1211.01 “Primarily Merely a Surname”
The legislative history of the Trademark Act of 1946 indicates that the word “primarily” was added to the existing statutory language “merely” with the intent to exclude registration of names such as “Johnson” or “Jones,” but not registration of names such as “Cotton” or “King” which, while surnames, have a primary significance other than as a surname. See Sears, Roebuck & Co. v. Watson, 204 F.2d 32, 33-34, 96 USPQ 360, 362 (D.C. Cir. 1953); Ex parte Rivera Watch Corp., 106 USPQ 145, 149 (Comm’r Pats. 1955).
The question of whether a term is primarily merely a surname depends on the primary, not the secondary, significance to the purchasing public. The Trademark Trial and Appeal Board has identified five factors to be considered in making this determination:
- (1) whether the surname is rare (see TMEP §1211.01(a)(v));
- (2) whether the term is the surname of anyone connected with the applicant;
- (3) whether the term has any recognized meaning other than as a surname (see TMEP §§1211.01(a)–1211.01(a)(vii));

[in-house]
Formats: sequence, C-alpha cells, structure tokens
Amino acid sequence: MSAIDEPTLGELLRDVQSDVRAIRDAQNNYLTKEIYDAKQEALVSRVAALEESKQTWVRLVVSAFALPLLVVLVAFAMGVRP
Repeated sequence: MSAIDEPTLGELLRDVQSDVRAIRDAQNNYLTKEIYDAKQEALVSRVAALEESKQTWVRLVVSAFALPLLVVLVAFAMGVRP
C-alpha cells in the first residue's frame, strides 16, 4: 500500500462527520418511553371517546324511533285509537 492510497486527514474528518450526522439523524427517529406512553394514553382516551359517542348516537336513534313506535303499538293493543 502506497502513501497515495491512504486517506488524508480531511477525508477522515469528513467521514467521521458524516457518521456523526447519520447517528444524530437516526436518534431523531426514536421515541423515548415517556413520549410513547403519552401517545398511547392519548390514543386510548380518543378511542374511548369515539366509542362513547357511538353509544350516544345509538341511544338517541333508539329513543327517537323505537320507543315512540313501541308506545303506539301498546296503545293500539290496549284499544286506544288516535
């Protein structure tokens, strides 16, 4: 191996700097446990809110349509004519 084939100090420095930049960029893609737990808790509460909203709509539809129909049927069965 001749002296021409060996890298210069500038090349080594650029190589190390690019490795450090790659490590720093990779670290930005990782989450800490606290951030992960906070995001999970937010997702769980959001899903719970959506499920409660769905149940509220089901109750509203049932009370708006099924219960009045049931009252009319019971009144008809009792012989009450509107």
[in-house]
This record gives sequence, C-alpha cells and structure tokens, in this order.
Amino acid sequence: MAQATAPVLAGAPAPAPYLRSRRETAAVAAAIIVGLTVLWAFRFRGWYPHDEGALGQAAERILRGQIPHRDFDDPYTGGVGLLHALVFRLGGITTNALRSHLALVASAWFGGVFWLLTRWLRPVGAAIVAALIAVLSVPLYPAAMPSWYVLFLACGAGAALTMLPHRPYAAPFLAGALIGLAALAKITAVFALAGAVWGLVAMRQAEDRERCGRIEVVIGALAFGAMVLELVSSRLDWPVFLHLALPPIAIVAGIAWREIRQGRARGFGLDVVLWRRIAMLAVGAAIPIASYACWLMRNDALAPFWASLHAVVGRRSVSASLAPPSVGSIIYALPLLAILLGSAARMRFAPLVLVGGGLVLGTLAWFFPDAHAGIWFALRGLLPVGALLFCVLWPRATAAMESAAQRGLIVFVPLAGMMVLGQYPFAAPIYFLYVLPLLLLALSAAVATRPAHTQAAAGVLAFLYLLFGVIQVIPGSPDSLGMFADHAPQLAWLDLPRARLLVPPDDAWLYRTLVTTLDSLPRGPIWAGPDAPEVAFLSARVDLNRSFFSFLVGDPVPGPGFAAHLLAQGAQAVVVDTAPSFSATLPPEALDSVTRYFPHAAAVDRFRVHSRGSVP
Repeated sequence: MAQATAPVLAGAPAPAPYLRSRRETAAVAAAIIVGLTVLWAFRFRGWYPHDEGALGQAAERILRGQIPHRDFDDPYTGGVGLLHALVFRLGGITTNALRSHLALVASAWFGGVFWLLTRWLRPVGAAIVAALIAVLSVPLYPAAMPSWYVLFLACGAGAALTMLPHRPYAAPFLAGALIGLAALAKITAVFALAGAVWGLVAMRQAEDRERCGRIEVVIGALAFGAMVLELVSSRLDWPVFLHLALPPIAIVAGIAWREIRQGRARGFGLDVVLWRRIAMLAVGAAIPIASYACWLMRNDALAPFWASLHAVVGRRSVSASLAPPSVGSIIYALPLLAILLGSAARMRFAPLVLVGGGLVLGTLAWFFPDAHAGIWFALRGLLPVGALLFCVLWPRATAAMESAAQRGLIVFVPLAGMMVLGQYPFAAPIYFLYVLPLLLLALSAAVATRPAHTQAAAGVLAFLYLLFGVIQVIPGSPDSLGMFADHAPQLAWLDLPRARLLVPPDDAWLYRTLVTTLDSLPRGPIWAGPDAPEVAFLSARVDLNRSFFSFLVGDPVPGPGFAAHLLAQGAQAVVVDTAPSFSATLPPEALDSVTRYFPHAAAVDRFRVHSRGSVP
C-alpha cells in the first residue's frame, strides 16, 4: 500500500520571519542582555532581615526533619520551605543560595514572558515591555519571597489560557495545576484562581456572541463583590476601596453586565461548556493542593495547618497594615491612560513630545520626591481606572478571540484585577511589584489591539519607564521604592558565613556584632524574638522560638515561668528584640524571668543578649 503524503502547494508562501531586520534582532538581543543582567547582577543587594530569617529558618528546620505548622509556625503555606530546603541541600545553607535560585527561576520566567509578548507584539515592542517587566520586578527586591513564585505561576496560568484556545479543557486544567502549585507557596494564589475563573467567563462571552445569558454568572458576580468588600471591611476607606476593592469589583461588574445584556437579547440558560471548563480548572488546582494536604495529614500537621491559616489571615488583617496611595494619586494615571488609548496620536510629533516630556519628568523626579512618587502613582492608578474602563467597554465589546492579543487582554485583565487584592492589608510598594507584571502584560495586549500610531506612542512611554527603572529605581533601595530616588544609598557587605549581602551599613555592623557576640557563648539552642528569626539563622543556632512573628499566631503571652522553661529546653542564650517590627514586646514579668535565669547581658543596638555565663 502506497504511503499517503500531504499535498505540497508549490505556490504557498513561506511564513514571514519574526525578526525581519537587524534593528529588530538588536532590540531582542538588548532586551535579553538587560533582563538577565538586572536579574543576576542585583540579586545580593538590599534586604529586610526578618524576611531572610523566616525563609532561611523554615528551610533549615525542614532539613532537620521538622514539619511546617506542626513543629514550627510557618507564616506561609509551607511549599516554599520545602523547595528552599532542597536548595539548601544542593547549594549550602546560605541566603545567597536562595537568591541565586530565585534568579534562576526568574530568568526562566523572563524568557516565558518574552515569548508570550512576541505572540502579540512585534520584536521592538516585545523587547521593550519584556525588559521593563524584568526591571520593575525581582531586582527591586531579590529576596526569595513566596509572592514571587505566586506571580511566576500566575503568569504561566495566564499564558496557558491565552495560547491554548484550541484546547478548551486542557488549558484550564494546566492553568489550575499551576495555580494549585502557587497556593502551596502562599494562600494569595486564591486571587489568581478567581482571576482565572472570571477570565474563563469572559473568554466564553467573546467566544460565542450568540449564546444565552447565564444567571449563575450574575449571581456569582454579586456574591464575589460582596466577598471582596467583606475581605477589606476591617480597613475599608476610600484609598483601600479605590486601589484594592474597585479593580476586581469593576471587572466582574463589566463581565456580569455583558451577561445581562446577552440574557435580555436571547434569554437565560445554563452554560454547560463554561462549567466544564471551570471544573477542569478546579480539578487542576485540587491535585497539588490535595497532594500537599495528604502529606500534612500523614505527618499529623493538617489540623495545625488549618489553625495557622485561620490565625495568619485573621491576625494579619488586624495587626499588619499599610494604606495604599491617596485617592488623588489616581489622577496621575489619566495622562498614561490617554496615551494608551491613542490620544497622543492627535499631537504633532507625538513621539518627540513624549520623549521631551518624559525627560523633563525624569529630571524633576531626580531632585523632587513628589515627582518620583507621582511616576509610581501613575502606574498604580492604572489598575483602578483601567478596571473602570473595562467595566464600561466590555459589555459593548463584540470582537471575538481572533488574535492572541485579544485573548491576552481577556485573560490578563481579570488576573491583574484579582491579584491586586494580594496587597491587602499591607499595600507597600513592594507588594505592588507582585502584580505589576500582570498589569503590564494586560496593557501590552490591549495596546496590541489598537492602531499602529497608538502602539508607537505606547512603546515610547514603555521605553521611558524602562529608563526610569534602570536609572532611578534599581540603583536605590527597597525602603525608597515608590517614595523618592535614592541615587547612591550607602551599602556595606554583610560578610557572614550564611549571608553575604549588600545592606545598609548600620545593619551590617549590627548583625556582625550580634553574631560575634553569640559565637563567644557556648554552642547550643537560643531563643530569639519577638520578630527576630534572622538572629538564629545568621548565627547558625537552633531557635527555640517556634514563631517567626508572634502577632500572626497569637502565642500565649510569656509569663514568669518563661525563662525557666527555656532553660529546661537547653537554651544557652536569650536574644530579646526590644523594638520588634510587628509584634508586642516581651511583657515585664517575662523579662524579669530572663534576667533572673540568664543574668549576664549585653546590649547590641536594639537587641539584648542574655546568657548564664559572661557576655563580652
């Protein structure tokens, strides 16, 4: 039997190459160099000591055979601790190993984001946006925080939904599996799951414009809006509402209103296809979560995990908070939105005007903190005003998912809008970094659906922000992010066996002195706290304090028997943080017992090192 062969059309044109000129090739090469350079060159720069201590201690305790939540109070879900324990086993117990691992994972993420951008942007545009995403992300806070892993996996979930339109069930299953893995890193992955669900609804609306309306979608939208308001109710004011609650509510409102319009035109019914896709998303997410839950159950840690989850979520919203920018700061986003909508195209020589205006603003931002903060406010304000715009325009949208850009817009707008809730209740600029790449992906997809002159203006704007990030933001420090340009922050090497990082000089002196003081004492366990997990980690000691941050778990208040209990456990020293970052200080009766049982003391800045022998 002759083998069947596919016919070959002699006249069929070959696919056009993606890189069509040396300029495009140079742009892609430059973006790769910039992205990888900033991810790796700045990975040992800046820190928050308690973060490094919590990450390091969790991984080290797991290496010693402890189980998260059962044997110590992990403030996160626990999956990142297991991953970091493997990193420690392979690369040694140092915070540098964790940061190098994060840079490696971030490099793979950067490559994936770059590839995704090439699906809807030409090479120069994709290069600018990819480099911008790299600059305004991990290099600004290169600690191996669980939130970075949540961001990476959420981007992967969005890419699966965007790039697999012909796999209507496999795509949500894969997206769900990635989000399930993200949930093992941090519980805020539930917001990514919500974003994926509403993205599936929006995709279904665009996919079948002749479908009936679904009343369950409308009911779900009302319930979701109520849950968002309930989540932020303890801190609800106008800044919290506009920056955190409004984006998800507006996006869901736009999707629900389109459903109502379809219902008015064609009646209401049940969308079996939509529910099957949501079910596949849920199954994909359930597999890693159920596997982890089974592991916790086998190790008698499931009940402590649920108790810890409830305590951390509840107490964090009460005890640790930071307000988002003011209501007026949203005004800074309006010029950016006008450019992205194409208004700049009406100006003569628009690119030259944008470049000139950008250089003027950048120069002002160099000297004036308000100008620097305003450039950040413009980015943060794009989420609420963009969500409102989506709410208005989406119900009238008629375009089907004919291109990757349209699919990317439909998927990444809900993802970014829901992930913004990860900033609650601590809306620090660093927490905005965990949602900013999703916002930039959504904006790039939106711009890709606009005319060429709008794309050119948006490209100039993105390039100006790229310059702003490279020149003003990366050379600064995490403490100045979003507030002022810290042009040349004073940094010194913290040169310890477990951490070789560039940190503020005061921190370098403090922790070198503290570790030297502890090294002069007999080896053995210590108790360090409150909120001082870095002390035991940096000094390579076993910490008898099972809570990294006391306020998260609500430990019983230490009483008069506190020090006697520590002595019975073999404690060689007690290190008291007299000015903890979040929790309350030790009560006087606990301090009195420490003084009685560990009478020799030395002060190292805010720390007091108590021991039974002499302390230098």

- (4) whether it has the “look and feel” of a surname (see TMEP §1211.01(a)(vi)); and
- (5) whether the stylization of lettering is distinctive enough to create a separate commercial impression (see TMEP §1211.01(b)(ii)).
In re Benthin Mgmt. GmbH, 37 USPQ2d 1332, 1333-1334 (TTAB 1995). Where the mark is in standard characters, it is unnecessary to consider the fifth factor. In re Yeley, 85 USPQ2d 1150, 1151 (TTAB 2007).
If there is any doubt as to whether a term is primarily merely a surname, the Board will resolve the doubt in favor of the applicant. Yeley, 85 USPQ2d at 1151; Benthin, 37 USPQ2d at 1334.